A particularly interesting map has been found in the archives at Hagley Library. The 4.5’ x 5.1’ map was drawn by John Harlan who notated “A map of surveys taken the 1st, 2nd, 3rd, and 4th month of 1795 when Sam Sharp was learning the art of surveying. Several of them being for examples for him as this of the road was one.”
Kennett Square is clearly listed on the western edge, while portions of Centreville, Delaware are on the eastern edge showing land owned by Isaac Mendenhall. The fork of the Brandywine is on the northern edge and Red Clay Creek the southern edge. Numerous properties, meeting houses and taverns are named.
It’s possible this John Harlan is related to the famed John Harlan where the Stargazers Stone is located. You know the story. Charles Mason and Jeremiah Dixon used the stone to mark where their observatory stood to settle the border conflict between Pennsylvania and Maryland. Mason and Dixon used the Harlan Farm as a base camp in January of 1764 through the duration of their 4 ½ year survey. However, there could be a Delaware connection: a John Harlan served as a Class 1 Senator under Governor Charles Polk, Jr. from 1828-1829.
Reading Alpheus H. Harlan’s 1914 History and Genealogy of the Harlan Family and Particularly of the Descendants of George and Michael Harlan who settled in Chester County, Pa., 1687, what I have found so far is Mary Flower, a 5th generation Harlan, was born October 14, 1729 in London Grove Township. Her first husband Isaac Starr died in 1754. She then married Samuel Sharp, born August 30, 1734, in 1757. Is this the surveyor Sam Sharp? Census records list a Samuel Sharp living in Chester County, Londongrove Township in 1790, but no mention of a John Harlan.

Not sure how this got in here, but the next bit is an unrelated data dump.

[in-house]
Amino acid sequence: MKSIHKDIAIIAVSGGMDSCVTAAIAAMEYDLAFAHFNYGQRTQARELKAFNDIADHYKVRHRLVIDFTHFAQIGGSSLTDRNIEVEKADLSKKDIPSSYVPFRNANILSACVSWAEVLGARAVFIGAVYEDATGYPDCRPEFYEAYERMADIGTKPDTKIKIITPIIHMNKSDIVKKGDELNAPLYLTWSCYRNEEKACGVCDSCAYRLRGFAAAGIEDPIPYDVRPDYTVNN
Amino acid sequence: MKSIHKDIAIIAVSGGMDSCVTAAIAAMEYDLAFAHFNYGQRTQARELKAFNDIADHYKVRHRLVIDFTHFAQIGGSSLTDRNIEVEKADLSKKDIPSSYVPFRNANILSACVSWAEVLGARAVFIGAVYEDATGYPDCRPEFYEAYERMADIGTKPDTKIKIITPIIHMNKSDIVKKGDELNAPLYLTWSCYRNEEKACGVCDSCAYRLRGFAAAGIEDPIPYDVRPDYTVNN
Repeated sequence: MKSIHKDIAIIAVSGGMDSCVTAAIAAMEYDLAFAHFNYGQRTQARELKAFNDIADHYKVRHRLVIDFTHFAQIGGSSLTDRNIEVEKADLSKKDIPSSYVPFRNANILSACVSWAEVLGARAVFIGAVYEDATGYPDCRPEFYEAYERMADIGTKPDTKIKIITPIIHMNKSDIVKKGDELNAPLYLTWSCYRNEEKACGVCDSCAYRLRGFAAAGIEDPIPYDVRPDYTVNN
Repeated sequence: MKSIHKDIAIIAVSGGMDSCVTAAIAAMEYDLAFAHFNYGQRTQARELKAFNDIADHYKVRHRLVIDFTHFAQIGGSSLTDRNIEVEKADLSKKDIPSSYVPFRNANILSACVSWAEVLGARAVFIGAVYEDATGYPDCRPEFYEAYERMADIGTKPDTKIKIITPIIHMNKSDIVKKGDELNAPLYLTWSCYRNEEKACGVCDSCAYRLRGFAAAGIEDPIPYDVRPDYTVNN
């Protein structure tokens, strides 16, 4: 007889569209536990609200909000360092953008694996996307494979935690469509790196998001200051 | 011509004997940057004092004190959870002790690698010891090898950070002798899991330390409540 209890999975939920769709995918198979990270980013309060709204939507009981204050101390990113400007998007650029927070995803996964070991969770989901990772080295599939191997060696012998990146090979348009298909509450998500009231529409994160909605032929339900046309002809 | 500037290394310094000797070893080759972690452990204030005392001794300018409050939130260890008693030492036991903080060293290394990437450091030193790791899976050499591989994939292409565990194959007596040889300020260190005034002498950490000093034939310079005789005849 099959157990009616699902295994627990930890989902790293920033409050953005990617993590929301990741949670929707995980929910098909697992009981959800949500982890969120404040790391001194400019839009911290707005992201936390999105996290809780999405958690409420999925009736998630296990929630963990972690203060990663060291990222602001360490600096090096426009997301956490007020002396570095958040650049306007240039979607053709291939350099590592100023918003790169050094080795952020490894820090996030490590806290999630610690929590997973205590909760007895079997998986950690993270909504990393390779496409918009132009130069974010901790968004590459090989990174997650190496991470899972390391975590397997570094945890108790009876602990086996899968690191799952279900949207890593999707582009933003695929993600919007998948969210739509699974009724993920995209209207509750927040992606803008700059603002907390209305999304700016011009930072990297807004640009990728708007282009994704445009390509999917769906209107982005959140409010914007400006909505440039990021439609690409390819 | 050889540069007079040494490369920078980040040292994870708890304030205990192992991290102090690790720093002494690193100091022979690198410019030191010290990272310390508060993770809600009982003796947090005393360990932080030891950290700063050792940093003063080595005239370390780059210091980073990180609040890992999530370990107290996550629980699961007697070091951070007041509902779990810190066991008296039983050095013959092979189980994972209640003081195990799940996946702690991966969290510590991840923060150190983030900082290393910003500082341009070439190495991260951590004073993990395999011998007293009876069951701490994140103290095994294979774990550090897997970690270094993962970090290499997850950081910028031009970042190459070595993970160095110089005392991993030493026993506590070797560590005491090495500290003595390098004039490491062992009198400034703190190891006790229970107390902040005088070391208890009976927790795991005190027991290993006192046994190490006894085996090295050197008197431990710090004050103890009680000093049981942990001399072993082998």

The archivist at Longwood Gardens has confirmed that Hannah Peirce (1782) married a Joseph Harlan in 1816 in Chester County Pennsylvania. Hannah’s father, Caleb, was a brother of Joshua and Samuel Peirce who planted the arboretum at Peirce’s Park which later became Longwood Gardens.
Louis R. Harlan states in his Harlan Family in America: A Brief History most of Harlans are descendants of two English brothers, George and Michael Harlan, who arrived in 1687 at New Castle, Delaware, then part of the colony of Pennsylvania, and of a third brother, Thomas, who never came to America but some of his sons did fifty years later.
So…who are John and Sam? Why was this map of such importance that it has been lined with Japanese paper to preserve it through the years? And who is E.B.P. - who in 1881 (86 years after it was drawn) wrote this short poem on the map:
Fold it up neatly and up it away
It may be of use in some future day
And quietly bless the poor old soul
Who thoughtfully labored with heart so whole
Marsha Mills is an Archival Specialist in the Manuscripts and Archives Department at Hagley Library.